While fires raged in the countryside, a heated debate erupted online, with activists like Hortençia raising the alarm and blaming the environment ministry. Hortençia’s posts on Facebook, where she goes by the name Randrianasolo Yoann Stivel, attracted the ire of Minister Baomiavotse Vahinala Raharinirina, who defended her record on the platform and in response to Mongabay’s questions.

“Fires are less than in 2019 and 2018. People think we have more fires than these previous years because we have published the fire situation of Madagascar since February, every day,” Raharinirina told Mongabay over email. “No other minister did it before. The aim is to inform, to educate, and to call for action,” she said.

However, MNP data for 36 protected areas show that the number of reported fires is higher this year than last year, though lower than in 2018. The ministry will release comprehensive data for all protected areas by year-end.

The government has promoted a “zero-tolerance” policy against illegal loggers and those who start fires to clear land. Some say the policy has failed, noting that those who set fires are not punished and the regional authorities under the MEDD react slowly once fires emerge.

The minister maintains the blame is shared.

“A bit fed up with the MEDD bashing. Where are the civil society organizations to fight close to us? Especially those who benefited from so many funds in the name of the conservation in Madagascar?” Raharinirina commented on Facebook in response to a user posting about the fires.

It has opened another front between the minister and protected area managers. The minister has already initiated a review of how these areas are managed and pushed for conservation to be more people-centric. Her criticism of NGOs, who are designated managers of most of the country’s protected areas, has rankled some.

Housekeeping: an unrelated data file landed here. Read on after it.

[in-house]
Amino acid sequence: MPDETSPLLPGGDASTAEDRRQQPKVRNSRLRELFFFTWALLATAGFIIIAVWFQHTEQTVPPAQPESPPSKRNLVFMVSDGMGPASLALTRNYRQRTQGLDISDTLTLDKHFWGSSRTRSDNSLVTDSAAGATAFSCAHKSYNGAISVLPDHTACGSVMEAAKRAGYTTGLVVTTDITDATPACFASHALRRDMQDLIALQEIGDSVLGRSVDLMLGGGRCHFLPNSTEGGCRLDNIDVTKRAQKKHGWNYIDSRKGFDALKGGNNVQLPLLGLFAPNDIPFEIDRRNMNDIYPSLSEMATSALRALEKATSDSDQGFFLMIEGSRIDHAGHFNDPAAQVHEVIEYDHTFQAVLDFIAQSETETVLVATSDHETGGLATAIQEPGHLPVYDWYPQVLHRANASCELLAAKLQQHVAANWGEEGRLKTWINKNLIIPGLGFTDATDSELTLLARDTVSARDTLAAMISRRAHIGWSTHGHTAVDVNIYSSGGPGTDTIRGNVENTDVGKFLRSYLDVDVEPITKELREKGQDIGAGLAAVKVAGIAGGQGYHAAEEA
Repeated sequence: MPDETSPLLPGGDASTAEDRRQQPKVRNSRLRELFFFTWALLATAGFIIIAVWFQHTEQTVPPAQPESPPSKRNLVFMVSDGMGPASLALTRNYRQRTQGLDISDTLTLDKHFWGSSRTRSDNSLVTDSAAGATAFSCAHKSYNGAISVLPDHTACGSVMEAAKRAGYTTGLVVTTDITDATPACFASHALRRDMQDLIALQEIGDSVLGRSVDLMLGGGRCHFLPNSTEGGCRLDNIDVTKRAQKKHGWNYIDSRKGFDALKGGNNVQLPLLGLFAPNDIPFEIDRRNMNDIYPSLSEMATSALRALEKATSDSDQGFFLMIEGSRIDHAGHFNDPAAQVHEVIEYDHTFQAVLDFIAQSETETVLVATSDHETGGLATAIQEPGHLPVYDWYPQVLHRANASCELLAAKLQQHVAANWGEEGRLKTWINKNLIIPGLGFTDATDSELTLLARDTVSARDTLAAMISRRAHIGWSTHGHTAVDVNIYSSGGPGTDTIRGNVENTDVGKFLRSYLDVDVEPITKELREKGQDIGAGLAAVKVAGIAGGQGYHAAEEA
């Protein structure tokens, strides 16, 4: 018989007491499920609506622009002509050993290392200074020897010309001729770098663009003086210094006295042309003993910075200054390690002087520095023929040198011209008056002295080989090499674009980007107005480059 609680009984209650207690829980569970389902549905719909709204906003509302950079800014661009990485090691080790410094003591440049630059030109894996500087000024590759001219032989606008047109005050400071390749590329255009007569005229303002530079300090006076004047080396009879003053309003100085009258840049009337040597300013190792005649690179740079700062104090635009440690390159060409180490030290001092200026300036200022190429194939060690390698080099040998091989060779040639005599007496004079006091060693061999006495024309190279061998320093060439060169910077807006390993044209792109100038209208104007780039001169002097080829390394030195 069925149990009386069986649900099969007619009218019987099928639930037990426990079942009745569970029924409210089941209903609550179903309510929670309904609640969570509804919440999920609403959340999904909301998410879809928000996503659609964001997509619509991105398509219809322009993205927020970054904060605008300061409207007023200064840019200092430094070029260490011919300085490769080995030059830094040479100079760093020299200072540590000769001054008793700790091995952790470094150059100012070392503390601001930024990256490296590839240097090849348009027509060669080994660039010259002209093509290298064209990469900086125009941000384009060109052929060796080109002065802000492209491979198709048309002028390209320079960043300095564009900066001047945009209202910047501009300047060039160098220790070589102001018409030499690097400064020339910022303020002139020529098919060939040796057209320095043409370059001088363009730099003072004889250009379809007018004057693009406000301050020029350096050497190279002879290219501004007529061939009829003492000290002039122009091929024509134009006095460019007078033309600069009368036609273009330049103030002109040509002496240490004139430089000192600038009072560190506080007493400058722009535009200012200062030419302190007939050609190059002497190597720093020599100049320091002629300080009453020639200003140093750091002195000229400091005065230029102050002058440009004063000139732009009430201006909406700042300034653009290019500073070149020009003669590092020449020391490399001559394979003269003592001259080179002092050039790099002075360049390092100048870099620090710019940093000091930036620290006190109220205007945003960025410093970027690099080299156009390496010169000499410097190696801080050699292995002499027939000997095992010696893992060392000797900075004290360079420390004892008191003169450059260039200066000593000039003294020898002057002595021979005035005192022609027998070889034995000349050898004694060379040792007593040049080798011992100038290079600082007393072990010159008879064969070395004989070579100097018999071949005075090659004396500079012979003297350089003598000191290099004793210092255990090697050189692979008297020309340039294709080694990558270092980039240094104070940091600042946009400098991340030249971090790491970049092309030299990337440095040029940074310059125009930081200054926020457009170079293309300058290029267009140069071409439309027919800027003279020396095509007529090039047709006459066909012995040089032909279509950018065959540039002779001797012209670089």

“She blames the NGOs that receive money for conservation; they should be responsible, she says. The ministry does not get money, so it is not her responsibility,” Ratsimbazafy said, “but you are the minister; you should do something to stop it rather than complaining.”

A diademed sifaka (Propithecus diadema). Image by Rhett A. Butler/Mongabay.

At the same time, he acknowledged that the country’s political climate is not conducive to implementing such a crackdown on fire starters. “Some of the parliamentarians encourage people to do it,” he said, referring to the setting of forest fires, “it is common for parliamentarians to tell the ministry not to apply the rules. They want people’s votes.”

The controversy has flared up in the run-up to a cabinet reshuffle expected in January. The government of President Andry Rajoelina, which came to power in January 2019, has adopted a policy of evaluating ministers annually and replacing them if necessary. Raharinirina took charge as environment minister only in February this year after her predecessor, a politician from Hortençia’s Green Party, was removed from office.

In her emailed responses to Mongabay, Raharinirina highlighted her attempts to usher in long-term changes like shifting away from wood-based charcoal to gas for household use. “In Madagascar, we consume 450,000 tons of charcoal versus 15,000 tons of gas. And you need 100kg of wood/tree to produce 10kg of charcoal,” she said. “This is a disaster and explains the rise of deforestation for 30 years in our country.”

The window to save Madagascar’s precious forests is narrowing fast. Despite yearly fluctuations in fires reported, the overall trend remains alarming. Since the dawn of the century, the country has lost close to a fourth of its green cover. At this rate, the Red Island will hardly have any green left to save at the close of the 21st century.

Banner Image:Burnt forest area in Kirindy forest on Madagascar’s west coast in 2019. Image by Rhett A. Butler/Mongabay.

Malavika Vyawahare is a staff writer for Mongabay. Find her on Twitter: @MalavikaVy